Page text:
Simon Woods To Leave SSO for LA Phil

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Simon Woods, who as President & CEO has worked so closely with Ludovic Morlot to reshape the Seattle Symphony and enhance its sense of mission, will head south in January to become Chief Executive Officer of the Los Angeles Philharmonic.

Michael Cooper reports in The New York Times:

In Los Angeles, Mr. Woods will have far greater resources — and a far larger organization to run. The Los Angeles Philharmonic’s annual budget, the largest of any American orchestra, is approximately $125 million — nearly four times Seattle’s, which is $32 million. But he said he was undaunted.

Here’s the full Seattle Symphony press release:

Seattle Symphony Board to Launch Search for Successor

SEATTLE – The Seattle Symphony’s President & CEO Simon Woods, who has led the organization since 2011, will leave in January to become the Chief Executive Officer of the Los Angeles Philharmonic, widely regarded as one of the nation’s most important and forward- looking orchestral organizations. A search committee led by Board Chair Leslie Jackson Chihuly and Chair-Elect René Ancinas will be formed to launch an international search for Woods’ successor.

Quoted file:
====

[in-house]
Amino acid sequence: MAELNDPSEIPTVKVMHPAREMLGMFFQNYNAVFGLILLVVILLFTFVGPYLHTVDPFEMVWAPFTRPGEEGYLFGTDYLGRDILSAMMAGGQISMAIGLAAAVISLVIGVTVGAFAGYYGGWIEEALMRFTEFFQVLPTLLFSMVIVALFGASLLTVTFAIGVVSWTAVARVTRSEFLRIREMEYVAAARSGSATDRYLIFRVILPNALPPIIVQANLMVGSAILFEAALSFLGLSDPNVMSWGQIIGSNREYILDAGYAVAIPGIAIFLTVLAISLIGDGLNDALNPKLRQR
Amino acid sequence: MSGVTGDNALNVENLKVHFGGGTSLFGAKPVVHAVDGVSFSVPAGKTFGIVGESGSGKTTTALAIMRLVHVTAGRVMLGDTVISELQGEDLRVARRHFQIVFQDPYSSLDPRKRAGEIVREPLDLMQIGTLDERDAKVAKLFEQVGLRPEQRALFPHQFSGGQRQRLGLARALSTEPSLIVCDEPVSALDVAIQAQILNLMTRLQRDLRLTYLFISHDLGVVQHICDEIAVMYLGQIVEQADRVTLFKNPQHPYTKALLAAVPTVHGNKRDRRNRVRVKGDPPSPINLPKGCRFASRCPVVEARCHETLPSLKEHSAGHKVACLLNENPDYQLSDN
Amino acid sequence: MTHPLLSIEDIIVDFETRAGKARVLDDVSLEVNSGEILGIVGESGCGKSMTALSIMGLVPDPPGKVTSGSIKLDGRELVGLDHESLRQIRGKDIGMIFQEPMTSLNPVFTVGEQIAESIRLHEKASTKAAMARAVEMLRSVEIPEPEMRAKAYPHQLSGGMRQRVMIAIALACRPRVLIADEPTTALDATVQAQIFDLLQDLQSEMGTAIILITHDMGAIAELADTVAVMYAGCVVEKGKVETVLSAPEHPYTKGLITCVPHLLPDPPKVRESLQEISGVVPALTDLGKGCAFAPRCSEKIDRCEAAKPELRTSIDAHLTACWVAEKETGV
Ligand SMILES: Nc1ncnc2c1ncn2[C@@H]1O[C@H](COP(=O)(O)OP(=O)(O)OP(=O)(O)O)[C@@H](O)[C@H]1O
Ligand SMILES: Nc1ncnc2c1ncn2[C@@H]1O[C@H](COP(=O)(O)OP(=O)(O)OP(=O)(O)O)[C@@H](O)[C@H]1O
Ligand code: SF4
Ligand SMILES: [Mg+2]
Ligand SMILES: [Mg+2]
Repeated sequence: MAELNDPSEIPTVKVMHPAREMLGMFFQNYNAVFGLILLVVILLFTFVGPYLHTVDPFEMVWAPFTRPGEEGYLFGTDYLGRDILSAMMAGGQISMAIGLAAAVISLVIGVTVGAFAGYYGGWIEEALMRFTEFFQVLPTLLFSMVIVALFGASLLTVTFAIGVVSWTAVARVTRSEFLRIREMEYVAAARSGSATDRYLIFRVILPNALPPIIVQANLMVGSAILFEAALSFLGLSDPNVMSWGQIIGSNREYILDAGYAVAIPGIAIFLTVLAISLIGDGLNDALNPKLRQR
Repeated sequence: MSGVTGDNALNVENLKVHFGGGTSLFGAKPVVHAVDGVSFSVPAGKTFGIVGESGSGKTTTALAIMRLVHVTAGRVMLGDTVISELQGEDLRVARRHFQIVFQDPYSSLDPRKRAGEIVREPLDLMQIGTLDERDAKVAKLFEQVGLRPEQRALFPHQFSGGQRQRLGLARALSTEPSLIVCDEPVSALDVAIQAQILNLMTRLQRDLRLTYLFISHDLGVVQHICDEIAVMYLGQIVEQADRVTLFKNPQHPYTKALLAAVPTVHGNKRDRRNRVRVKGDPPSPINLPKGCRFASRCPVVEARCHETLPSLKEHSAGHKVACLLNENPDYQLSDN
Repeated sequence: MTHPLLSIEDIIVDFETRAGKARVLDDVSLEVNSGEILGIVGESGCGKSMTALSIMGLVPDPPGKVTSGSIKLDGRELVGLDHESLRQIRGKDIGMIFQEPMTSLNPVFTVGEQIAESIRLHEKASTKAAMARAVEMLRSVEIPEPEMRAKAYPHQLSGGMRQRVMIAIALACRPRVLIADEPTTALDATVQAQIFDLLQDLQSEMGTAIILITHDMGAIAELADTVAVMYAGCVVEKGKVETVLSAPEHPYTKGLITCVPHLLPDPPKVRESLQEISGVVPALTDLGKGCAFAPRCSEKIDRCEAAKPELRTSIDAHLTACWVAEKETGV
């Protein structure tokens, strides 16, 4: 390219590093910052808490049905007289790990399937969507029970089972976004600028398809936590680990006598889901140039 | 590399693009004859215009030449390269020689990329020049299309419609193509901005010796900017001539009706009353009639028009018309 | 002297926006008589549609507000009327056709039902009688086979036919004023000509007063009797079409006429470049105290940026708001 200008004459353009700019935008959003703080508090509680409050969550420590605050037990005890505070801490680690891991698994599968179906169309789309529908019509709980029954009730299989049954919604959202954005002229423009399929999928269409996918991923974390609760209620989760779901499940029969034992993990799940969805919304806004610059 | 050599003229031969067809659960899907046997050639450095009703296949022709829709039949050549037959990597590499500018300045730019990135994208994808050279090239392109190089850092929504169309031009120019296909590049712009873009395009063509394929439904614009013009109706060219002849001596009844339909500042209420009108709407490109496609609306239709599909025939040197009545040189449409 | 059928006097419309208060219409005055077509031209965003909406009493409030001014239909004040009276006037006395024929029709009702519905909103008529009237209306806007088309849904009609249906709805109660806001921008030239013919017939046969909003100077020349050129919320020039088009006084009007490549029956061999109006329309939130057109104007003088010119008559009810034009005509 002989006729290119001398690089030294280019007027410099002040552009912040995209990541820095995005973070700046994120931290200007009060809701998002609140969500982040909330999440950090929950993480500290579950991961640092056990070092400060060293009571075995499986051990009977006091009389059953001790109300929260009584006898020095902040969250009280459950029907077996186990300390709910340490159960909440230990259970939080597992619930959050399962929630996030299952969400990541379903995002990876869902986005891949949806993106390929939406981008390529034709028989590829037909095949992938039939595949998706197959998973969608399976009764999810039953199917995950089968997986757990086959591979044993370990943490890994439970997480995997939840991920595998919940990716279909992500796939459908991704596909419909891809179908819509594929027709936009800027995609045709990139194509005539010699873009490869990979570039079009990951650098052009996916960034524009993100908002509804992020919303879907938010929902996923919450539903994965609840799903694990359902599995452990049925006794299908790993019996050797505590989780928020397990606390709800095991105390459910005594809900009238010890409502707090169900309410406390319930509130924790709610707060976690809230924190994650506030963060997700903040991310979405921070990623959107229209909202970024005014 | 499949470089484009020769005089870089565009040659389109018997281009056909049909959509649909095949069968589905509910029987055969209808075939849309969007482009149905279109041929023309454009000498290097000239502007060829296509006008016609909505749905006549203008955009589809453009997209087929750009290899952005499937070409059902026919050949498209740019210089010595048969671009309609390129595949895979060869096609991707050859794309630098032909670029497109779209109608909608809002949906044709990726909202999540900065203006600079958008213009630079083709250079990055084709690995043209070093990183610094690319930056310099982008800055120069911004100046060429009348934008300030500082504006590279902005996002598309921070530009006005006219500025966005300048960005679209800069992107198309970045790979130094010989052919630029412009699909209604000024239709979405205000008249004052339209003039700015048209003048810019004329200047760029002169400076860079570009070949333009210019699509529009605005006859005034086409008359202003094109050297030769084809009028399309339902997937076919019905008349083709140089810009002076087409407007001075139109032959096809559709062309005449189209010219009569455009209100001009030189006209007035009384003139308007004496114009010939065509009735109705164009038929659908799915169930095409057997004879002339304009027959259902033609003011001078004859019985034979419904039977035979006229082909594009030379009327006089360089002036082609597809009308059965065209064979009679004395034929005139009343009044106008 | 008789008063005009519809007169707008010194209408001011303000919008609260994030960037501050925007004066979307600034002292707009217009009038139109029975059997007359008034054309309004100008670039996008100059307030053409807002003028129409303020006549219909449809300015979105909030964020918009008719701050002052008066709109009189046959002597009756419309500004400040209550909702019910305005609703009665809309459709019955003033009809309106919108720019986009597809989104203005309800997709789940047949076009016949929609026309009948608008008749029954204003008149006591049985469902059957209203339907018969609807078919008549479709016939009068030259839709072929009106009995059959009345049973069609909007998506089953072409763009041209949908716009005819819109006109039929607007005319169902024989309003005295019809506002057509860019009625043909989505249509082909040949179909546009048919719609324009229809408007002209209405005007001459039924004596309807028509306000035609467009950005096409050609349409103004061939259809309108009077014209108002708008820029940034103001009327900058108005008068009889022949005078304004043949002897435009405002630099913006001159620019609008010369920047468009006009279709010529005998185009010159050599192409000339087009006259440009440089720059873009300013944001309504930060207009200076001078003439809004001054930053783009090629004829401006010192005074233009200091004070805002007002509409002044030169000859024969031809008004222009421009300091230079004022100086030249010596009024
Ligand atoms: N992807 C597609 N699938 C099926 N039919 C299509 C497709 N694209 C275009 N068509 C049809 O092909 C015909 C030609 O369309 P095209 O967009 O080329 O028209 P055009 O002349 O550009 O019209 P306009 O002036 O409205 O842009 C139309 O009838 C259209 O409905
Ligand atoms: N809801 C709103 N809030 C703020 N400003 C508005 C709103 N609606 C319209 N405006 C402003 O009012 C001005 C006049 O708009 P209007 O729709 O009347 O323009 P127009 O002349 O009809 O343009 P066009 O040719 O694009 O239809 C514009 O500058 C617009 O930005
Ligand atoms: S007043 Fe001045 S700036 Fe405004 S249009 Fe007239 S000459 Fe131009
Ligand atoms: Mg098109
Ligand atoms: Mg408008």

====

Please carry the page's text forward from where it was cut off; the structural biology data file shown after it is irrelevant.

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Filed under: Los Angeles Philharmonic, music news, Seattle Symphony

Dudamel and LA Philharmonic on Tour with Mahler’s Ninth

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Gustavo Dudamel and the Los Angeles Philharmonic will perform Mahler’s Ninth Symphony at Benaroya Hall. (VERN EVANS PHOTO)